As the Chinese equity market seeks to recover in fits and starts from its August 26th trough, the major China ETFs are showing great diversity in performance. We will look at just the top ten, ranked by assets under management (AUM), of the 31 China ETFs available to US investors. TheiShares China Large-Cap (N:FXI), has by far the largest AUM, almost $6 billion, and includes only the 50 largest and most liquid Hong Kong-listed Chinese companies. It has declined 2.63% during the past month and is still down 8.14% for the year to date (YTD) through November 19th. The iShares MSCI China (N:MCHI), has the largest AUM among the total-market China ETFs, almost $2 billion. It holds so-called H-shares, P-chips, and red-chips of Chinese firms listed in Hong Kong but has not been able to hold N-shares listed in the US. This is about to change, as MSCI has announced that starting next month it will include companies in its indices according to the countries they operate in rather than just by the countries in which they are listed. In the case of the MSCI China ETF, this change means that at least 14 important, US-listed Chinese consumer and tech firms, including Alibaba (N:BABA) and Baidu Inc (O:BIDU), will be included in MCHI. This ETF is down 1.23% for the past month and 4.86% YTD. The SPDR S&P China (N:GXC), does include N-shares, and this structure is reflected in their better performance: up 2.28% over the past month but still down 2.67% YTD.

The PowerShares Golden Dragon China Port (N:PGJ), has a very different approach, as it holds only N-shares. This restriction to just companies listed in the US means that the four largest Chinese state-owned banks are not included and the ETF is heavily weighted towards consumer and tech companies. Its performance is also very different, up 10.96% over the past month and 13.46% YTD. Among the top ten Chinese ETFs, this performance is exceeded only by the KraneShares CSI China Internet (O:KWEB), the biggest China technology ETF, which selects holdings from all investable Chinese shares, including A-shares listed in the mainland China markets. It is up 12.52% over the past month and a remarkable 15.25% YTD. Note that KWEB does trade at wide spreads. Another alternative is the Guggenheim Invest China Small Cap (N:HAO), which is up 0.86% over the past month but down 0.96% YTD. Focusing on consumer cyclicals has produced somewhat better results: the Global X China Consumer (N:CHIQ), registered a 3.88% over the past month and is up 6.10% YTD.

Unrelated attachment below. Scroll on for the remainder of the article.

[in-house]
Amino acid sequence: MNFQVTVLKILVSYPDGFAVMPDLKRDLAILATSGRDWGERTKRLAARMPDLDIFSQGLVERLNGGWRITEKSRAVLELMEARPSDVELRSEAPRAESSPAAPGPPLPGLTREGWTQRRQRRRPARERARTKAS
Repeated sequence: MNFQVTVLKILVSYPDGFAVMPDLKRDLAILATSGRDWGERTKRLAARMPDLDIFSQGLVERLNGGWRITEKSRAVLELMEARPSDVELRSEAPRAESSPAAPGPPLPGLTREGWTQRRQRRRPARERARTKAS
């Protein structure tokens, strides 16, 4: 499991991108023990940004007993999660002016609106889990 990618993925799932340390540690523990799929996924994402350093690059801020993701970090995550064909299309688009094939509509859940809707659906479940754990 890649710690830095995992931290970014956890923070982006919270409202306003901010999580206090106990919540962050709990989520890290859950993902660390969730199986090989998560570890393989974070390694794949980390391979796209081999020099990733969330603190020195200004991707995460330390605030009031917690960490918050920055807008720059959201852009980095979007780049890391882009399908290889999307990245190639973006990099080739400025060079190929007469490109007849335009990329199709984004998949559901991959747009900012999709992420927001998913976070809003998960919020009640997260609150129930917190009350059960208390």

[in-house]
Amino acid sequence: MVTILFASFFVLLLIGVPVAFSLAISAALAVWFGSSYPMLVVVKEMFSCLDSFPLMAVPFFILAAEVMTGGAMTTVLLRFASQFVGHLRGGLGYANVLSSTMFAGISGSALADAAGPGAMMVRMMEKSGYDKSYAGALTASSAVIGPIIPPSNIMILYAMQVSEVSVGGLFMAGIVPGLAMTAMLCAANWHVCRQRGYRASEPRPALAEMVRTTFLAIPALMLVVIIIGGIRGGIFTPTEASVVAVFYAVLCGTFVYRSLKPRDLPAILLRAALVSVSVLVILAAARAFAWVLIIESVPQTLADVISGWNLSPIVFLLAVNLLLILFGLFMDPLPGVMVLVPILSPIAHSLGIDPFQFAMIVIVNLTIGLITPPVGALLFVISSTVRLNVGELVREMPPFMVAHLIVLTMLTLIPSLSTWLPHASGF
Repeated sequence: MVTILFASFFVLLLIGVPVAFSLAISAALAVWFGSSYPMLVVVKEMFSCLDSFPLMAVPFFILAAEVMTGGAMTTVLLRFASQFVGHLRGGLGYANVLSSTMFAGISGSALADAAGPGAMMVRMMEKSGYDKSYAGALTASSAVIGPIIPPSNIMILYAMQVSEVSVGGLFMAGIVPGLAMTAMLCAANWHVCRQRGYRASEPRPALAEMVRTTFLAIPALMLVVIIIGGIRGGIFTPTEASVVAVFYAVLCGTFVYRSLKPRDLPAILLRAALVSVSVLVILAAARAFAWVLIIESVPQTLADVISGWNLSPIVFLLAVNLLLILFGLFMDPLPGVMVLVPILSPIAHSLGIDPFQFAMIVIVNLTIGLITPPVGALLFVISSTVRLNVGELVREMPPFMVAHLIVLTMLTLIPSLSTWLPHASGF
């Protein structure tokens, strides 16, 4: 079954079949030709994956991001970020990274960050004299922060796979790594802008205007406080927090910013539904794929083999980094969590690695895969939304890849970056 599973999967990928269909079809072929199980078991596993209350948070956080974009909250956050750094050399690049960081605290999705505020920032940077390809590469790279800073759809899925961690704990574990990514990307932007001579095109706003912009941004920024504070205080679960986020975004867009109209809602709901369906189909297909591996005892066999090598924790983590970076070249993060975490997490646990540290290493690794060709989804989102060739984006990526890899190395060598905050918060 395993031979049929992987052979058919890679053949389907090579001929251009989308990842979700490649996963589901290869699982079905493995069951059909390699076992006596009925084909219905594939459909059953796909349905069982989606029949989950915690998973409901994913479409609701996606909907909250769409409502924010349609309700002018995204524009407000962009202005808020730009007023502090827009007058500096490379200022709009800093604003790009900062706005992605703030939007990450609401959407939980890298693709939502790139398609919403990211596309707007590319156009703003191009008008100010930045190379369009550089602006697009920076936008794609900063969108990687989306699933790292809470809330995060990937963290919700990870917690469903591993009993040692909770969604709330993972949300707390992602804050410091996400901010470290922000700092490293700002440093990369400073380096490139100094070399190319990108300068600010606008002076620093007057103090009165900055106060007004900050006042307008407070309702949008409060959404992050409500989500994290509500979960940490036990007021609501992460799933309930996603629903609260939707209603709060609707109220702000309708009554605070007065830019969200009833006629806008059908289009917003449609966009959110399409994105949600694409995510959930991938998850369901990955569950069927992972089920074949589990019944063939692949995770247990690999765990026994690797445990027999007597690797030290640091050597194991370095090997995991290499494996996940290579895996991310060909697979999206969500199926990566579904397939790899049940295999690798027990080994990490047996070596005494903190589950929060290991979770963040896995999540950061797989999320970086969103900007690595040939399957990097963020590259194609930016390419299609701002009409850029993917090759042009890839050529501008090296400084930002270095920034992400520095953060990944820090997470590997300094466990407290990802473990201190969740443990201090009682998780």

For investors wishing to focus on the mainland China markets, the largest ETF that invests just in A-shares is the Deutsche X-trackers Harvest CSI 300 China A-Shares (N:ASHR). It is up 9.74% over the past month but just 2.07% YTD. But for investors that have held the ETF for 12 months, the return is 38.56%. That compares with a 12-month return for MCHI of a mere 0.12%. The other A-share ETC in the top ten is the Market Vectors ChinaAMC A-Share (N:PEK), which is up 11.25% over the past month and 4.61% YTD.

China's Equity Market Stabilizes
 

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China's Equity Market Stabilizes